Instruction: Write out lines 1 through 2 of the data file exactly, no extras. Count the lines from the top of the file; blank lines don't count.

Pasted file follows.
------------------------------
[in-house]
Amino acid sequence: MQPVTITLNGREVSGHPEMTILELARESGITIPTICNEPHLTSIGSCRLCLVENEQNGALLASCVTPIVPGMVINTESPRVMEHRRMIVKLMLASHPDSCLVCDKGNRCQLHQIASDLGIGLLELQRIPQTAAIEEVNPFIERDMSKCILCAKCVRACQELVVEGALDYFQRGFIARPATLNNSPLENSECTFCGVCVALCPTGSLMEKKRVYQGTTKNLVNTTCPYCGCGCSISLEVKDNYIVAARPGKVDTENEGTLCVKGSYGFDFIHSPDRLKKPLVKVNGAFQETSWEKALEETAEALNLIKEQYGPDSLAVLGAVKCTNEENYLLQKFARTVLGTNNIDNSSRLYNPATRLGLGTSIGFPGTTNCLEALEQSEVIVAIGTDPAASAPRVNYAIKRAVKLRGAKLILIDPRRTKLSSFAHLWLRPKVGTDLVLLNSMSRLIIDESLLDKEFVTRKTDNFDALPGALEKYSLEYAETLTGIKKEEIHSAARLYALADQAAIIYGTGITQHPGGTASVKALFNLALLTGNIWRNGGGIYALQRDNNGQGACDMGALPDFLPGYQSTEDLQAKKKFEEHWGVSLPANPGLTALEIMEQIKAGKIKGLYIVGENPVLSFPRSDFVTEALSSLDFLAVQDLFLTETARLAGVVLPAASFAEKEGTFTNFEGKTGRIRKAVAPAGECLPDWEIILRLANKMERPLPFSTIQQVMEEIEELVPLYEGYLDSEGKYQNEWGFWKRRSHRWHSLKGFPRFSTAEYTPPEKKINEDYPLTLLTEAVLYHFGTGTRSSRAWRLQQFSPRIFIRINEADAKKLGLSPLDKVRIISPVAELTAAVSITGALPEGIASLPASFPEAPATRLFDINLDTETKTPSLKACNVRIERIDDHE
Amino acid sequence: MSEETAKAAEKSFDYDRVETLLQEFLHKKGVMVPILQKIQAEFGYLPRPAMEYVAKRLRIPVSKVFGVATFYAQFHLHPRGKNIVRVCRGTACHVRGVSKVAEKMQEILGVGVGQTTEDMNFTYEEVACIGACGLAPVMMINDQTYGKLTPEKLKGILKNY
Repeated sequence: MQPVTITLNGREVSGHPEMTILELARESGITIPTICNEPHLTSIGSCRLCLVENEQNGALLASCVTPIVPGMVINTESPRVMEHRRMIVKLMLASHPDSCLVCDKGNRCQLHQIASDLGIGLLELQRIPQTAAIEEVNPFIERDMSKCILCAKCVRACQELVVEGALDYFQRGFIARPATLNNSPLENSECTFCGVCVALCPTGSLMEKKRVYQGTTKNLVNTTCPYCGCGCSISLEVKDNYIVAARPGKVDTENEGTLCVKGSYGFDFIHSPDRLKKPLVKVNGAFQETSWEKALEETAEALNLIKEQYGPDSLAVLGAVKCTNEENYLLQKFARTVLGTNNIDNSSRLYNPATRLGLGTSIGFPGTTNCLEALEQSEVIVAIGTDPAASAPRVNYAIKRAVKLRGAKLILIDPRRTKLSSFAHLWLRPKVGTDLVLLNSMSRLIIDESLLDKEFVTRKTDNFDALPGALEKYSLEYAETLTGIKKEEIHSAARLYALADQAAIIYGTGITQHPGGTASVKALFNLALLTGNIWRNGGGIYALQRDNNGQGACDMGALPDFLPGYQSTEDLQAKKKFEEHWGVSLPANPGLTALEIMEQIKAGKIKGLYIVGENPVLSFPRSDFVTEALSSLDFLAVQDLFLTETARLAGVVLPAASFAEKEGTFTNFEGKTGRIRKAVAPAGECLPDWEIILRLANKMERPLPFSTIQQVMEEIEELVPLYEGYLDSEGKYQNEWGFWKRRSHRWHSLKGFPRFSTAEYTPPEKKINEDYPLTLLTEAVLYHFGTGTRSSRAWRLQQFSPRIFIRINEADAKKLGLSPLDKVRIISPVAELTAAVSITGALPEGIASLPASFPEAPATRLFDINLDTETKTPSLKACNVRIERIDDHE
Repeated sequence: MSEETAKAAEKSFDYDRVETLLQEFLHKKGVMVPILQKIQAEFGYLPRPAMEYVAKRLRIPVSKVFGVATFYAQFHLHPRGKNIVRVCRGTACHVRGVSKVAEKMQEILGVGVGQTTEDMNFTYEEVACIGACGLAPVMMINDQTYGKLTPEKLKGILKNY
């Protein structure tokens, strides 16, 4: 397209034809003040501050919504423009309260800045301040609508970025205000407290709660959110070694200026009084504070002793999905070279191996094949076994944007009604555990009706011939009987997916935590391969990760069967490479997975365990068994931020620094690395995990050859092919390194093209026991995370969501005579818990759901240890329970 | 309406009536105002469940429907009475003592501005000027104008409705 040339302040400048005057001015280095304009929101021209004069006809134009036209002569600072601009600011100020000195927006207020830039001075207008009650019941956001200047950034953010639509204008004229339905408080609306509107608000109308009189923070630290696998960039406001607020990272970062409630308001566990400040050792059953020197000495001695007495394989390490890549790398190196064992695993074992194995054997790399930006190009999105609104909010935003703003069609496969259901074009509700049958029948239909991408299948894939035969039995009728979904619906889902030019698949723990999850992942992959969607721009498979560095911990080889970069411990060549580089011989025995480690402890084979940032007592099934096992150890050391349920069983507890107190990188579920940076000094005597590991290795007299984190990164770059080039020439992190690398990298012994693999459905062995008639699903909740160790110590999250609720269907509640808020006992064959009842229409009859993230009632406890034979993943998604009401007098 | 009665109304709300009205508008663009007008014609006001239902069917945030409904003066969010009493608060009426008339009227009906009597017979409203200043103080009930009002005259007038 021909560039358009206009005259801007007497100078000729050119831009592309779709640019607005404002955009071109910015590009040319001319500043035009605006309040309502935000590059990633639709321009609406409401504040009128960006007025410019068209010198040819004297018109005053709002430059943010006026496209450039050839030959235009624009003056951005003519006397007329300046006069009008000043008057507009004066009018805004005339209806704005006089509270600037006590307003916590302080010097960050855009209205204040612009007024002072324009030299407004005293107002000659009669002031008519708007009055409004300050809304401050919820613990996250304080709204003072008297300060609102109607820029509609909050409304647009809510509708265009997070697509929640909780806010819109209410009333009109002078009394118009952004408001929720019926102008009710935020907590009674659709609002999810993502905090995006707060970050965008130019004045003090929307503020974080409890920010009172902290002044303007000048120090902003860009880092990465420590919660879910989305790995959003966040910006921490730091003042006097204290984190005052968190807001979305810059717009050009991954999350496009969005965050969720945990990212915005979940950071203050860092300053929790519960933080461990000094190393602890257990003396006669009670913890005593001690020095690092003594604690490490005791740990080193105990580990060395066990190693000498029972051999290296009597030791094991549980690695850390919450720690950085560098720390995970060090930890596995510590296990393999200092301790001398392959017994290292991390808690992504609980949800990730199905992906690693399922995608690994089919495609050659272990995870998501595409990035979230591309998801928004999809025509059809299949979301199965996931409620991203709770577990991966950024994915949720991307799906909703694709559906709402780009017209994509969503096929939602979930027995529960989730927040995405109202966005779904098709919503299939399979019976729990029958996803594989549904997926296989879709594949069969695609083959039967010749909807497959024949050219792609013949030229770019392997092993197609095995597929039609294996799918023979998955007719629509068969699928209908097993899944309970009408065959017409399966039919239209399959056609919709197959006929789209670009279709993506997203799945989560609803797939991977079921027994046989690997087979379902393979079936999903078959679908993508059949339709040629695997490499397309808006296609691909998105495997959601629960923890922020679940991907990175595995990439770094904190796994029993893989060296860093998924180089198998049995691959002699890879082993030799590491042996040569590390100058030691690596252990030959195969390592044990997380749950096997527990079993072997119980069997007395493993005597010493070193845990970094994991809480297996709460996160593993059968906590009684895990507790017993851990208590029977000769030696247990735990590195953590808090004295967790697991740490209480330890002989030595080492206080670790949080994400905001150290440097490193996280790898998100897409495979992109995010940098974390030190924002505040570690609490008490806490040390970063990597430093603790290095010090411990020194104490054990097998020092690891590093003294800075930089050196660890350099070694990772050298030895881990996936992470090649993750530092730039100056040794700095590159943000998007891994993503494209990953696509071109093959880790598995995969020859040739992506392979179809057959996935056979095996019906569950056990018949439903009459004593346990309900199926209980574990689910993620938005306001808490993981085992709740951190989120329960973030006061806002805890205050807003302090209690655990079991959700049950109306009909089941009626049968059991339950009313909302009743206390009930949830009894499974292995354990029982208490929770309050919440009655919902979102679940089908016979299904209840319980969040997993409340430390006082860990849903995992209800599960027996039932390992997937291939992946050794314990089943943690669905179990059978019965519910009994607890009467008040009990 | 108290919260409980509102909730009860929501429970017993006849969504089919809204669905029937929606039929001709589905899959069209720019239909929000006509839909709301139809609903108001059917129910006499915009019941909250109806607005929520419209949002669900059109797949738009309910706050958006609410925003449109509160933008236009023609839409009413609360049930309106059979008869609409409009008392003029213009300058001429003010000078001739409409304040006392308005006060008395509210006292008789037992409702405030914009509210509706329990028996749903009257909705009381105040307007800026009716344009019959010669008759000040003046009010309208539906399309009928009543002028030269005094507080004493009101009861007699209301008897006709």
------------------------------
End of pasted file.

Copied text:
[in-house]
Amino acid sequence: MQPVTITLNGREVSGHPEMTILELARESGITIPTICNEPHLTSIGSCRLCLVENEQNGALLASCVTPIVPGMVINTESPRVMEHRRMIVKLMLASHPDSCLVCDKGNRCQLHQIASDLGIGLLELQRIPQTAAIEEVNPFIERDMSKCILCAKCVRACQELVVEGALDYFQRGFIARPATLNNSPLENSECTFCGVCVALCPTGSLMEKKRVYQGTTKNLVNTTCPYCGCGCSISLEVKDNYIVAARPGKVDTENEGTLCVKGSYGFDFIHSPDRLKKPLVKVNGAFQETSWEKALEETAEALNLIKEQYGPDSLAVLGAVKCTNEENYLLQKFARTVLGTNNIDNSSRLYNPATRLGLGTSIGFPGTTNCLEALEQSEVIVAIGTDPAASAPRVNYAIKRAVKLRGAKLILIDPRRTKLSSFAHLWLRPKVGTDLVLLNSMSRLIIDESLLDKEFVTRKTDNFDALPGALEKYSLEYAETLTGIKKEEIHSAARLYALADQAAIIYGTGITQHPGGTASVKALFNLALLTGNIWRNGGGIYALQRDNNGQGACDMGALPDFLPGYQSTEDLQAKKKFEEHWGVSLPANPGLTALEIMEQIKAGKIKGLYIVGENPVLSFPRSDFVTEALSSLDFLAVQDLFLTETARLAGVVLPAASFAEKEGTFTNFEGKTGRIRKAVAPAGECLPDWEIILRLANKMERPLPFSTIQQVMEEIEELVPLYEGYLDSEGKYQNEWGFWKRRSHRWHSLKGFPRFSTAEYTPPEKKINEDYPLTLLTEAVLYHFGTGTRSSRAWRLQQFSPRIFIRINEADAKKLGLSPLDKVRIISPVAELTAAVSITGALPEGIASLPASFPEAPATRLFDINLDTETKTPSLKACNVRIERIDDHE